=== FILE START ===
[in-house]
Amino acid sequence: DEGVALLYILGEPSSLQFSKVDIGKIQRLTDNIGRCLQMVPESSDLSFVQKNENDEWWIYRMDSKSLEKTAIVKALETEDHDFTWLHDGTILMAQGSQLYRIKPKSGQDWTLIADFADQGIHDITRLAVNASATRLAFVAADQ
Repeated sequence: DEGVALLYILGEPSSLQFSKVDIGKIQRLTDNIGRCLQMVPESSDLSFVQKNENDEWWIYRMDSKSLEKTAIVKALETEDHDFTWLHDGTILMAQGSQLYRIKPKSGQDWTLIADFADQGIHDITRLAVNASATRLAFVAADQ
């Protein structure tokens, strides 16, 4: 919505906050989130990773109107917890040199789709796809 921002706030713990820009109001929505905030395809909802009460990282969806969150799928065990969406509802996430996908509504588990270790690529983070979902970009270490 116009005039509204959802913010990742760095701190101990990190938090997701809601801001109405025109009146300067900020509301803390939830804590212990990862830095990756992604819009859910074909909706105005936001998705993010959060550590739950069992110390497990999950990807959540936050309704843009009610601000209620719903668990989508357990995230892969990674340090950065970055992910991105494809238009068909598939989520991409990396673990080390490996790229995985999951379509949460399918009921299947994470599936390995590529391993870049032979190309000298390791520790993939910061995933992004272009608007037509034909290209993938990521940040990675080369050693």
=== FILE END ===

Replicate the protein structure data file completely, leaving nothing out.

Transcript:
[in-house]
Amino acid sequence: DEGVALLYILGEPSSLQFSKVDIGKIQRLTDNIGRCLQMVPESSDLSFVQKNENDEWWIYRMDSKSLEKTAIVKALETEDHDFTWLHDGTILMAQGSQLYRIKPKSGQDWTLIADFADQGIHDITRLAVNASATRLAFVAADQ
Repeated sequence: DEGVALLYILGEPSSLQFSKVDIGKIQRLTDNIGRCLQMVPESSDLSFVQKNENDEWWIYRMDSKSLEKTAIVKALETEDHDFTWLHDGTILMAQGSQLYRIKPKSGQDWTLIADFADQGIHDITRLAVNASATRLAFVAADQ
């Protein structure tokens, strides 16, 4: 919505906050989130990773109107917890040199789709796809 921002706030713990820009109001929505905030395809909802009460990282969806969150799928065990969406509802996430996908509504588990270790690529983070979902970009270490 116009005039509204959802913010990742760095701190101990990190938090997701809601801001109405025109009146300067900020509301803390939830804590212990990862830095990756992604819009859910074909909706105005936001998705993010959060550590739950069992110390497990999950990807959540936050309704843009009610601000209620719903668990989508357990995230892969990674340090950065970055992910991105494809238009068909598939989520991409990396673990080390490996790229995985999951379509949460399918009921299947994470599936390995590529391993870049032979190309000298390791520790993939910061995933992004272009608007037509034909290209993938990521940040990675080369050693």